With the fulfillment model and a brand-new fleet of refrigerated delivery trucks in place, it was time to nail down a fix for the ERP system. Charleson whittled down the front-runners from more than 20, ultimately selecting Tomax for its inventory and merchandise management software. The selection proved beneficial to both Longo's brick-and-mortar stores and its fledgling online business. "We first went live with the Tomax order management piece in October 2005," says Charleson. "We pulled the order management piece out of the main project and did a hurry-up to push that one through so that we could support the Grocery Gateway business." This required Longo's to run Tomax and its ERP system parallel for a period of time, building temporary interfaces between the two as Tomax managed the products for Grocery Gateway, and the legacy ERP system continued to serve stores. Meanwhile, the retailer set up SKUs for an eventual transfer to Tomax, and in May 2006, it dedicated a weekend to turning off its old ERP system and bringing up Tomax.
"When we acquired Grocery Gateway, we took receipt of the company's technology [servers and code] and its customers. We did not get its WMS," explains Charleson. "On day one, to maintain continuity of service for Grocery Gateway customers, we were forced to go with a paper-pick solution." Customers submitted shopping lists on the Grocery Gateway Web site, which arranged the lists in proper picking order. Night shoppers simply consulted the list as they walked their routes, checking off items as they picked them. Then they'd roll their carts to the POS, scan the items, bag them, and prepare them for delivery as previously described.
But, that paper-based approach changed when the company implemented the Tomax Order Management application, which is fed orders from the Web. Today, night shoppers carry Symbol MC3090 wireless handheld units, which receive the shopping lists from Tomax. They scan the items as they pick them, taking the merchandise out of inventory and adding up the total as they go. The total order is rung up on the handheld and sent back to the Grocery Gateway e-commerce transaction engine for transaction processing, taking the traditional POS station out of the equation.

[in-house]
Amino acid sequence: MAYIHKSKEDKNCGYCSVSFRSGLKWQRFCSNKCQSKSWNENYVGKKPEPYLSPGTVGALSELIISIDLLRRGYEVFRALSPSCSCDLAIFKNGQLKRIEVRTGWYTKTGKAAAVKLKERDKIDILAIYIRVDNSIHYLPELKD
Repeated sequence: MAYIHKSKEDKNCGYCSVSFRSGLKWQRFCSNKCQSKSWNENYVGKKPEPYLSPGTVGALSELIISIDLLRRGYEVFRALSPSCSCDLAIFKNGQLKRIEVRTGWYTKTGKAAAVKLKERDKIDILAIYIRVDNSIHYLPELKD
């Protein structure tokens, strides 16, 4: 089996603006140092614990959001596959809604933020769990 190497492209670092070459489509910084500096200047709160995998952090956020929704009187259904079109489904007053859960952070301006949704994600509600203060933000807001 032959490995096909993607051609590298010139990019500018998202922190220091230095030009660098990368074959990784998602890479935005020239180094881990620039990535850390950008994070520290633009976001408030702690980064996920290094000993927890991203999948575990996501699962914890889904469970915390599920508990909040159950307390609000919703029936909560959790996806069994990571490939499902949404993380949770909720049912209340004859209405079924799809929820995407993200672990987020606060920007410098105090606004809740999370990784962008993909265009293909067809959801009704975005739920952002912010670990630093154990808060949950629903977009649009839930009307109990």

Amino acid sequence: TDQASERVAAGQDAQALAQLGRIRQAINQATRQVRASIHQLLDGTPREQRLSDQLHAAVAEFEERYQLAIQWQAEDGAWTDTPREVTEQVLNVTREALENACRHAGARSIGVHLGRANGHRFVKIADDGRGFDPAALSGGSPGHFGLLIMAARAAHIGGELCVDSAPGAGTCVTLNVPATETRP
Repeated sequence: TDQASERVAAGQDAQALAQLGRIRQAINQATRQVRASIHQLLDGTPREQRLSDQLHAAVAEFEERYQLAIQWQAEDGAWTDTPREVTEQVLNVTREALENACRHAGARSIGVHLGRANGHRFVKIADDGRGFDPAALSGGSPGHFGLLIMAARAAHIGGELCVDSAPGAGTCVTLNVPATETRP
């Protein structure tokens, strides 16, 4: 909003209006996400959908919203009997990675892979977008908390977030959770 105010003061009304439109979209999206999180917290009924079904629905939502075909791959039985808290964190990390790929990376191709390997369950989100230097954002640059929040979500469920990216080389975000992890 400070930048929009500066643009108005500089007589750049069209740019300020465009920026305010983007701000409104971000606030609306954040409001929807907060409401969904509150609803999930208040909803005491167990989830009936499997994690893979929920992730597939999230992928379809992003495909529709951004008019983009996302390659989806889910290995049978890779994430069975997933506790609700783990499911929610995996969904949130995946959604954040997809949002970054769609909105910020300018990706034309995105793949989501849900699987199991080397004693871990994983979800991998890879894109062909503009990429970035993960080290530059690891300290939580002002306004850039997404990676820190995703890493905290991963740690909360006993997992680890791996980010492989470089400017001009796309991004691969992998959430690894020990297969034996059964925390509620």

Visibility Improves In-Stock Position
The goal for pricing and inventory data management at Longo's is to reach the point where data is only entered once, then shared among applications in consistent fashion. "We're very much focused on getting to one version of the truth, and we've moved pretty far down that path," says Charleson. "We use virtually everything in the Retail.net suite, with the exception of POS [Howell Data Systems and Loc Software], labor scheduling [homegrown application], and workforce management [Kronos]," he says. Oracle's eBusiness suite handles financials and HR. The Microsoft BizTalk server, an SOA (service-oriented architecture) middle tier, facilitates the information that's shared among peripheral applications (e.g. scales and POS). For example, if a new item is created in the Tomax inventory management application, marked fields in BizTalk denote that data is intended for the POS and the WMS. When the item's SKU is entered, that notation must be made, in addition to other relevant notations (i.e. weighed items must be marked to interface with scales). Ideally, that information never needs to be entered again at any point of integration. Changes to the data are handled centrally as well. "When I execute a price change, BizTalk knows that the POS needs that price change information. But my WMS doesn't care if there's a price change at the store level, because that's not what it's there for. So BizTalk feeds that price change data only to relevant applications."
Using SOA as a middle tier eliminates concern about integration between Tomax and, say, multiple POS formats at the store level. "I can switch out components on the outside edge very easily. The item information or the POS information fed out of Tomax into the BizTalk server can then be shared with several different POS systems using only one interface — from the POS to the middle tier — rather than the POS to Tomax. That's much simpler an environment to manage going forward," Charleson says.
Longo's also simplified store-level replenishment with Tomax, moving to a single process for order management. "Store associates create replenishment demand signals in our inventory management system simply by scanning the shelf," Charleson says. "Before, they had to know where the product was coming from and if it was a warehouse-stocked item, a direct store delivery item, or a cross-docked item. Separate orders had to be created for each of those." Now, the single-order process from Tomax consolidates all the demand signals from stores and creates the appropriate purchase order.
The inventory visibility achieved by the move toward a 'single version of the truth' has helped Longo's increase its in-stock position at the warehouse level to 98.5%, a 1.5% improvement. While 1.5% might not sound like an earth-shattering amount, consider that it represents 300 of Longo's 20,000 SKUs. That means the chain has 300 more products available for purchase at the store level now, which can create considerable top-line and bottom-line gains.